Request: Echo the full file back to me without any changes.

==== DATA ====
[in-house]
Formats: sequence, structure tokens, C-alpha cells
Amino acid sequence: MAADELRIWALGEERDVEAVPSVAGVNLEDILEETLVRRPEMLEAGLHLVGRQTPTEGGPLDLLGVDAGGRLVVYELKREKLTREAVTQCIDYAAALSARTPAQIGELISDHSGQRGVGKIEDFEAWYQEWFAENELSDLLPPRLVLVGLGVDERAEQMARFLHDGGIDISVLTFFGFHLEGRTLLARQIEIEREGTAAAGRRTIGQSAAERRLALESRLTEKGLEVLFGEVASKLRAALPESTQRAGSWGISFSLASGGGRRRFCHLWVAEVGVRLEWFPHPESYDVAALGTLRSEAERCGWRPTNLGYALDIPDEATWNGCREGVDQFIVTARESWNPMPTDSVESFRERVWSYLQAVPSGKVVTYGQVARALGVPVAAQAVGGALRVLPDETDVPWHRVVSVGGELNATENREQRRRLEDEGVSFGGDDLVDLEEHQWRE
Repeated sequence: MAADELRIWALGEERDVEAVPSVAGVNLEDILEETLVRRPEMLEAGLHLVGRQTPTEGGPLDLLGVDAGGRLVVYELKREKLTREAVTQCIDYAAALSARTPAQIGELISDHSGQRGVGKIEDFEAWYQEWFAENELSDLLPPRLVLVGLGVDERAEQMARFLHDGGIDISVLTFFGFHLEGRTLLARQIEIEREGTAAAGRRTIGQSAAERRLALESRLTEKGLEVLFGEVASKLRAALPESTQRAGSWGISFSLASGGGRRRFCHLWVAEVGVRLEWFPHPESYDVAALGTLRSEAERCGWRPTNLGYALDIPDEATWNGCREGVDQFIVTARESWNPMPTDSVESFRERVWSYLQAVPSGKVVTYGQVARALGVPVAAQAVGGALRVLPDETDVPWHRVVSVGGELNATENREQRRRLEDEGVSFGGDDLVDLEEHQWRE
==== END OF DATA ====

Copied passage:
[in-house]
Formats: sequence, structure tokens, C-alpha cells
Amino acid sequence: MAADELRIWALGEERDVEAVPSVAGVNLEDILEETLVRRPEMLEAGLHLVGRQTPTEGGPLDLLGVDAGGRLVVYELKREKLTREAVTQCIDYAAALSARTPAQIGELISDHSGQRGVGKIEDFEAWYQEWFAENELSDLLPPRLVLVGLGVDERAEQMARFLHDGGIDISVLTFFGFHLEGRTLLARQIEIEREGTAAAGRRTIGQSAAERRLALESRLTEKGLEVLFGEVASKLRAALPESTQRAGSWGISFSLASGGGRRRFCHLWVAEVGVRLEWFPHPESYDVAALGTLRSEAERCGWRPTNLGYALDIPDEATWNGCREGVDQFIVTARESWNPMPTDSVESFRERVWSYLQAVPSGKVVTYGQVARALGVPVAAQAVGGALRVLPDETDVPWHRVVSVGGELNATENREQRRRLEDEGVSFGGDDLVDLEEHQWRE
Repeated sequence: MAADELRIWALGEERDVEAVPSVAGVNLEDILEETLVRRPEMLEAGLHLVGRQTPTEGGPLDLLGVDAGGRLVVYELKREKLTREAVTQCIDYAAALSARTPAQIGELISDHSGQRGVGKIEDFEAWYQEWFAENELSDLLPPRLVLVGLGVDERAEQMARFLHDGGIDISVLTFFGFHLEGRTLLARQIEIEREGTAAAGRRTIGQSAAERRLALESRLTEKGLEVLFGEVASKLRAALPESTQRAGSWGISFSLASGGGRRRFCHLWVAEVGVRLEWFPHPESYDVAALGTLRSEAERCGWRPTNLGYALDIPDEATWNGCREGVDQFIVTARESWNPMPTDSVESFRERVWSYLQAVPSGKVVTYGQVARALGVPVAAQAVGGALRVLPDETDVPWHRVVSVGGELNATENREQRRRLEDEGVSFGGDDLVDLEEHQWRE